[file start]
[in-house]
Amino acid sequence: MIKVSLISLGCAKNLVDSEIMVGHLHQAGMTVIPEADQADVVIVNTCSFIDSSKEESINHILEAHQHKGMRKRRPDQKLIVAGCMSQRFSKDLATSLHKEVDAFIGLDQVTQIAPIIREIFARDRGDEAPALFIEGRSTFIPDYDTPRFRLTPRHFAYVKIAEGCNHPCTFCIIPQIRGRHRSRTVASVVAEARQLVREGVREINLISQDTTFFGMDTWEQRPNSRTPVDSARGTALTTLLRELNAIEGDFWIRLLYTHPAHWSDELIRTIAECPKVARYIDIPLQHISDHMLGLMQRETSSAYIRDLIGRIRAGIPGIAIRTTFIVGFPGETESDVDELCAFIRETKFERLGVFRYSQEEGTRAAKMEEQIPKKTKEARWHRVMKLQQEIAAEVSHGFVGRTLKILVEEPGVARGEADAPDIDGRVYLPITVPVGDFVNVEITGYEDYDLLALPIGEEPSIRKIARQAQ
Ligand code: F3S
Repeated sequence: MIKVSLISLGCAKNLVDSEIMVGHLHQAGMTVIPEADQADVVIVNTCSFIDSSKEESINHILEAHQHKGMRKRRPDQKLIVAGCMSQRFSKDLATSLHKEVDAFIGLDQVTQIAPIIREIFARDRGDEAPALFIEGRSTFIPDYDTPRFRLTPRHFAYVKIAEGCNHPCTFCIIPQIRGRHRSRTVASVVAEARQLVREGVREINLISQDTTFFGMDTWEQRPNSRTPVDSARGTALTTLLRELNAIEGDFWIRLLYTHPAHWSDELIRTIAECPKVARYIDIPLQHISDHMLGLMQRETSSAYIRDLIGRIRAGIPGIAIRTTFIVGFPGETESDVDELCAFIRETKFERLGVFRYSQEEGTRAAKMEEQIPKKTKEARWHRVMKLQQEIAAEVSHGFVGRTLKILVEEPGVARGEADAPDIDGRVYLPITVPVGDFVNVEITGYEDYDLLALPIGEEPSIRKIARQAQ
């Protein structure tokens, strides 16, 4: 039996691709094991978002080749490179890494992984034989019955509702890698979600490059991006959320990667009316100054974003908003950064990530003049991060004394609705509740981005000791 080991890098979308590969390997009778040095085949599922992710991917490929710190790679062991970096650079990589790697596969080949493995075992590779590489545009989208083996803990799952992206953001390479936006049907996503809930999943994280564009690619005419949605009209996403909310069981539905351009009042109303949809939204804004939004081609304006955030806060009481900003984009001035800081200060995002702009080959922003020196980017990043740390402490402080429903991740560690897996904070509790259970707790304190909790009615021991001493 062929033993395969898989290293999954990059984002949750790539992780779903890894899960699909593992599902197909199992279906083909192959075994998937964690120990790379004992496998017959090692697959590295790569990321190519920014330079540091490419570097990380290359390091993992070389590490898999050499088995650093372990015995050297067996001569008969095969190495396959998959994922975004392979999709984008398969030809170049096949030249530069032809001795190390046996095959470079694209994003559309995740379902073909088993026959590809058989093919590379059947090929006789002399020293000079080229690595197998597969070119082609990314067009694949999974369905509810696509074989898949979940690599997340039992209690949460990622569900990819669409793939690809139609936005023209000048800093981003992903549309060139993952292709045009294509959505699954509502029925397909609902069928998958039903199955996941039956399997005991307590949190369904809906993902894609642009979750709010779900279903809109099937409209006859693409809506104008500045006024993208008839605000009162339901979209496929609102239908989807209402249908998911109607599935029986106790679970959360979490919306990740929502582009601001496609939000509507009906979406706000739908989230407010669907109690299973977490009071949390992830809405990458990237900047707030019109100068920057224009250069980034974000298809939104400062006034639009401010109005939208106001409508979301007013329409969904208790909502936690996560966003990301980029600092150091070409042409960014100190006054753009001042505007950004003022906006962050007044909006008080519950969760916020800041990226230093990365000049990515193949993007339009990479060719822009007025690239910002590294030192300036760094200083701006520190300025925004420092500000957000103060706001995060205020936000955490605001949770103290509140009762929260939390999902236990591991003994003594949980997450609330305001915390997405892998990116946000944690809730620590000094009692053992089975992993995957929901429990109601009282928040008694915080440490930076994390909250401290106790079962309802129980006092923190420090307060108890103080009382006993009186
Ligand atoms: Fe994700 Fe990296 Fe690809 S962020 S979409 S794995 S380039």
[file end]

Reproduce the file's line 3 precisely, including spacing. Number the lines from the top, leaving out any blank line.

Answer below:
Ligand code: F3S